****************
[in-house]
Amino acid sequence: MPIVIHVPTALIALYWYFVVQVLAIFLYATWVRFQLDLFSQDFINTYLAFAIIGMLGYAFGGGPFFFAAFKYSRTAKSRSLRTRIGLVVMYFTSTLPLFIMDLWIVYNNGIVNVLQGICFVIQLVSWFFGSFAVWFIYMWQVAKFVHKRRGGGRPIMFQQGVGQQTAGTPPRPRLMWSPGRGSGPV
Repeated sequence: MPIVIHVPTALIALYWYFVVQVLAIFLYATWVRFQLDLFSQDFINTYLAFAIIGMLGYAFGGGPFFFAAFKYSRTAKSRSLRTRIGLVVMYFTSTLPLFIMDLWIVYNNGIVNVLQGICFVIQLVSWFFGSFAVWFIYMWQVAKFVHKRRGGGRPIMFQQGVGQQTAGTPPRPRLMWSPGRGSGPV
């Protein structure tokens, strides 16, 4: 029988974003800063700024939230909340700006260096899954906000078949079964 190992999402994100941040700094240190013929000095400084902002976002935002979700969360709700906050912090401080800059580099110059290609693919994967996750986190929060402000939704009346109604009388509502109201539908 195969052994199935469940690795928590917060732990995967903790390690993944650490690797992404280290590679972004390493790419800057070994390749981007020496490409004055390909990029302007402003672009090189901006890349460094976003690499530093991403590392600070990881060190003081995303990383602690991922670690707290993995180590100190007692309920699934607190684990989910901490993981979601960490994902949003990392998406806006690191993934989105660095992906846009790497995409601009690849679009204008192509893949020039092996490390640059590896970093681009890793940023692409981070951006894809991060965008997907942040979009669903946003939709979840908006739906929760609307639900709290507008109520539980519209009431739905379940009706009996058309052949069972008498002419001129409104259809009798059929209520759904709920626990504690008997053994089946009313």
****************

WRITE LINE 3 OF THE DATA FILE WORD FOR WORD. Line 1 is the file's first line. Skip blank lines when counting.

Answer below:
Repeated sequence: MPIVIHVPTALIALYWYFVVQVLAIFLYATWVRFQLDLFSQDFINTYLAFAIIGMLGYAFGGGPFFFAAFKYSRTAKSRSLRTRIGLVVMYFTSTLPLFIMDLWIVYNNGIVNVLQGICFVIQLVSWFFGSFAVWFIYMWQVAKFVHKRRGGGRPIMFQQGVGQQTAGTPPRPRLMWSPGRGSGPV